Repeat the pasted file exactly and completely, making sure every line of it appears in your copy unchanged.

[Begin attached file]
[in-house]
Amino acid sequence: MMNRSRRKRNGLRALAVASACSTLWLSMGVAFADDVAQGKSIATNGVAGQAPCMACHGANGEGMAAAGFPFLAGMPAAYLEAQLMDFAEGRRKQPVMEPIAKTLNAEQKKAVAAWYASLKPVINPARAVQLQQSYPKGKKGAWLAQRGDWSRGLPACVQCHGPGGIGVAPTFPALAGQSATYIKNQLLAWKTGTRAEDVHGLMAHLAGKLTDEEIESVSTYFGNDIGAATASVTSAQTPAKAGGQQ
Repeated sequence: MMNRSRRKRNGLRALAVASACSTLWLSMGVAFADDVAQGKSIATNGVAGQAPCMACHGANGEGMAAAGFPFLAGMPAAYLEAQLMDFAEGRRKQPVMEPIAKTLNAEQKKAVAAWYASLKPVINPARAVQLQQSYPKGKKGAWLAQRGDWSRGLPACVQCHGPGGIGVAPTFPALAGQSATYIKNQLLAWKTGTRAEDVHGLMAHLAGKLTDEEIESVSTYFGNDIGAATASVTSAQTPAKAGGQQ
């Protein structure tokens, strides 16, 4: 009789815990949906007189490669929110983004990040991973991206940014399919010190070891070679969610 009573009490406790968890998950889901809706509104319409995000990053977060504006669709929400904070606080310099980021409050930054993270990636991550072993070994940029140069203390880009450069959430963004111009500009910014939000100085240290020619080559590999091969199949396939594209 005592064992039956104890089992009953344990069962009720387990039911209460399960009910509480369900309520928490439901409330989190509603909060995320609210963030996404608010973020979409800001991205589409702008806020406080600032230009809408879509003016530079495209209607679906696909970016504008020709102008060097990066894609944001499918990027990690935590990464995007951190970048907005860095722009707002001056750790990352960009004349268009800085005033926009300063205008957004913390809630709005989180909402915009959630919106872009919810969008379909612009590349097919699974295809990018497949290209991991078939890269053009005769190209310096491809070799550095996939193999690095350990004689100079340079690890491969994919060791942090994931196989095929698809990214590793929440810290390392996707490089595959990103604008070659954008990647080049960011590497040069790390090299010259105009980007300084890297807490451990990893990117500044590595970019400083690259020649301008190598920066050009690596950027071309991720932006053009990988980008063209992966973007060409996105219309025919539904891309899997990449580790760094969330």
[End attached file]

[in-house]
Amino acid sequence: MMNRSRRKRNGLRALAVASACSTLWLSMGVAFADDVAQGKSIATNGVAGQAPCMACHGANGEGMAAAGFPFLAGMPAAYLEAQLMDFAEGRRKQPVMEPIAKTLNAEQKKAVAAWYASLKPVINPARAVQLQQSYPKGKKGAWLAQRGDWSRGLPACVQCHGPGGIGVAPTFPALAGQSATYIKNQLLAWKTGTRAEDVHGLMAHLAGKLTDEEIESVSTYFGNDIGAATASVTSAQTPAKAGGQQ
Repeated sequence: MMNRSRRKRNGLRALAVASACSTLWLSMGVAFADDVAQGKSIATNGVAGQAPCMACHGANGEGMAAAGFPFLAGMPAAYLEAQLMDFAEGRRKQPVMEPIAKTLNAEQKKAVAAWYASLKPVINPARAVQLQQSYPKGKKGAWLAQRGDWSRGLPACVQCHGPGGIGVAPTFPALAGQSATYIKNQLLAWKTGTRAEDVHGLMAHLAGKLTDEEIESVSTYFGNDIGAATASVTSAQTPAKAGGQQ
């Protein structure tokens, strides 16, 4: 009789815990949906007189490669929110983004990040991973991206940014399919010190070891070679969610 009573009490406790968890998950889901809706509104319409995000990053977060504006669709929400904070606080310099980021409050930054993270990636991550072993070994940029140069203390880009450069959430963004111009500009910014939000100085240290020619080559590999091969199949396939594209 005592064992039956104890089992009953344990069962009720387990039911209460399960009910509480369900309520928490439901409330989190509603909060995320609210963030996404608010973020979409800001991205589409702008806020406080600032230009809408879509003016530079495209209607679906696909970016504008020709102008060097990066894609944001499918990027990690935590990464995007951190970048907005860095722009707002001056750790990352960009004349268009800085005033926009300063205008957004913390809630709005989180909402915009959630919106872009919810969008379909612009590349097919699974295809990018497949290209991991078939890269053009005769190209310096491809070799550095996939193999690095350990004689100079340079690890491969994919060791942090994931196989095929698809990214590793929440810290390392996707490089595959990103604008070659954008990647080049960011590497040069790390090299010259105009980007300084890297807490451990990893990117500044590595970019400083690259020649301008190598920066050009690596950027071309991720932006053009990988980008063209992966973007060409996105219309025919539904891309899997990449580790760094969330």